Fall 2015

Label Like a Pro with ArcGIS Pro

This article as a PDF.


ArcGIS Pro brings labeling tools front and center in the interface. Instead of burrowing through a series of dialog boxes, the Labeling tab on the ArcGIS Pro ribbon lets you immediately change basic type, placement, and scale settings for labels.

Labels are automatically positioned pieces of text that are based on feature attributes. Annotation and graphic text are the other kinds of text you can place on a map. However, labels are the fastest and easiest way to add descriptive text for individual features to a map.

All the basic tools and controls for labeling are available directly from the ribbon on the Labeling tab. All the basic tools and controls for labeling are available directly from the ribbon on the Labeling tab.

Quickly Style Labels

The Labeling tab on the ArcGIS Pro ribbon gives you direct access to the most commonly used tools for styling labels. Select a feature layer and the Labeling tab becomes active and lets you turn labeling off or select a field for labeling. You can also change font type, size, color, and weight. The font selection drop-down provides an example of each typeface of each font available.

Use text symbol styles, which provide font, size, color, and style choices for labeling types of features that incorporate cartographic conventions.

Use text symbol styles, which provide font, size, color, and style choices for labeling types of features that incorporate cartographic conventions.

As you set these parameters, ArcGIS Pro immediately updates the display. If you want to suspend label drawing on the map, the Pause button is available.

Choose the scale range at which labels will be visible. The Labeling tab allows you to change the visibility range of labels. You can also view unplaced labels. The Labeling tab lets you access and modify all labels.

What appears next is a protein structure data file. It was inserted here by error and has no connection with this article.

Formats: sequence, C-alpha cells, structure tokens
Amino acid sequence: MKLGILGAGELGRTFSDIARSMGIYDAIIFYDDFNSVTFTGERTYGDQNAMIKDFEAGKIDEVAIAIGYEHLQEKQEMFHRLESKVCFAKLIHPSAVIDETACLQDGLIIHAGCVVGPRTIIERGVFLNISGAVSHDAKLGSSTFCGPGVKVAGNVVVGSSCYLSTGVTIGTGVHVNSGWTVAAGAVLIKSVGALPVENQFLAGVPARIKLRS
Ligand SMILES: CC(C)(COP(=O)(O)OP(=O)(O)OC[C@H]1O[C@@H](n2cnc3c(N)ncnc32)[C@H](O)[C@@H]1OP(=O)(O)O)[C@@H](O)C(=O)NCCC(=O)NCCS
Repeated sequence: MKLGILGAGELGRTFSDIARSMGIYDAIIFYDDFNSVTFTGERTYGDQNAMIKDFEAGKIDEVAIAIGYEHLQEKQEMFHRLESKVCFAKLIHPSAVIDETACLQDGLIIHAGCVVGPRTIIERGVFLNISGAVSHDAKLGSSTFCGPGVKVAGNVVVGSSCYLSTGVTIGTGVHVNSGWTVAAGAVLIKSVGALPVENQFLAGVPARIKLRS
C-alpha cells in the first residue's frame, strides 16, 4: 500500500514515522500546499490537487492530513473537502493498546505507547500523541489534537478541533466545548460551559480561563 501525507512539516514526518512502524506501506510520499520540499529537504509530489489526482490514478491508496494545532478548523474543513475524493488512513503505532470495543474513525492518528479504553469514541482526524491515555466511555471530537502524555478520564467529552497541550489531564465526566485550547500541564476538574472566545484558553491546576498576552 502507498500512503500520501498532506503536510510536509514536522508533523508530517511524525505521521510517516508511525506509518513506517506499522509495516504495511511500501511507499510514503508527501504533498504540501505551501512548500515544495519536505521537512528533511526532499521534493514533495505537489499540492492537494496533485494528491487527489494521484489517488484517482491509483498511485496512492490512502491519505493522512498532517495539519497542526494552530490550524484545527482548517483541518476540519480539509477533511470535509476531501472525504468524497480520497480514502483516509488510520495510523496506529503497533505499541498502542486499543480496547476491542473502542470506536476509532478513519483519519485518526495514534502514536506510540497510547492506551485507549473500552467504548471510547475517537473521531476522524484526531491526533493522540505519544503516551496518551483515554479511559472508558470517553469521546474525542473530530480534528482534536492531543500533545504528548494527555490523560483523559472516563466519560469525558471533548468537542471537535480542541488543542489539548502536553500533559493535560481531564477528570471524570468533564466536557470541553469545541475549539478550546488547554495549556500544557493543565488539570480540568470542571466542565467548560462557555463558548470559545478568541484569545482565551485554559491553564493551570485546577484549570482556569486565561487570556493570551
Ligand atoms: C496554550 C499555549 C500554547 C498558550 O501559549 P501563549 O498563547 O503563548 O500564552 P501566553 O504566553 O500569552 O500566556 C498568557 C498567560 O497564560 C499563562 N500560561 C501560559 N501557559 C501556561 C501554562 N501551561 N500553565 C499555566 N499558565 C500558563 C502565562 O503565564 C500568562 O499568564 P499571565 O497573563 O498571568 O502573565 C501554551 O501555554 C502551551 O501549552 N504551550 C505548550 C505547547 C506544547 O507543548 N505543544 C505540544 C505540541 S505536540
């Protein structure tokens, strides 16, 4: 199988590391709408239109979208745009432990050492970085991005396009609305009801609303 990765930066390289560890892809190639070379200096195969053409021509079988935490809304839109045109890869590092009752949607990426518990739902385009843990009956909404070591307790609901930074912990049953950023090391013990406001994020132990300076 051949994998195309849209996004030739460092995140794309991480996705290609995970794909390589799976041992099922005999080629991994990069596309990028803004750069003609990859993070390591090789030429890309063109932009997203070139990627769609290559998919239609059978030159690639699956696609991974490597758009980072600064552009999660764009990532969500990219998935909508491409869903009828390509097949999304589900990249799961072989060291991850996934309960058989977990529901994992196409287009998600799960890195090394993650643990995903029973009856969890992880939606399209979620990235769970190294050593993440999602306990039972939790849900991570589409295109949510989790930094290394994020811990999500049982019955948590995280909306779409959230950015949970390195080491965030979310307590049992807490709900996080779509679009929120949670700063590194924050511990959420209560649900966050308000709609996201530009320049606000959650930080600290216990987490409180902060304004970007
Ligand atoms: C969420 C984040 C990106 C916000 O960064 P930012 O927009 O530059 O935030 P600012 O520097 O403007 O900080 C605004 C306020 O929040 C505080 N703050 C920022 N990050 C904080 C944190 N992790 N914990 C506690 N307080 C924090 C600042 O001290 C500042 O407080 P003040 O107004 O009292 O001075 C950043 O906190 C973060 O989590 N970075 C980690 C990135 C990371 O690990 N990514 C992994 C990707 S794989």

By default, ArcGIS Pro uses the Maplex Labeling Engine with its sophisticated label placement capabilities. However, you can switch to the standard labeling engine if you like. Basic label placement choices are also available from the ribbon.

The ribbon provides direct access to text symbol styles. These are smart defaults for font, size, color, and style that incorporate cartographic conventions for labeling types of features.

Even More Control with the Label Class Pane

Using the basic tools provided on the Labeling tab may be all you need or you can use them to take a first cut at labeling to determine if and where there are positioning issues or conflicts.

If the map is more complex, Label classes will help you resolve conflicts and establish a hierarchy systematically. Label classes restrict labels to certain features or specify the attribute fields used for labels, symbols, scale ranges, label priorities, and placement options for a group of labels. For example, you could use a label class to query out a subset of cities with populations over 100,000 and label only those cities using a specific font and font style with a text size and color.

You work with label classes using the Label Class pane. Access it by expanding the Text Symbol or Label Placement sections on the Labeling tab or clicking the SQL or Expression buttons in the Label Class pane. The pane has three sections: Class, Symbol, and Position.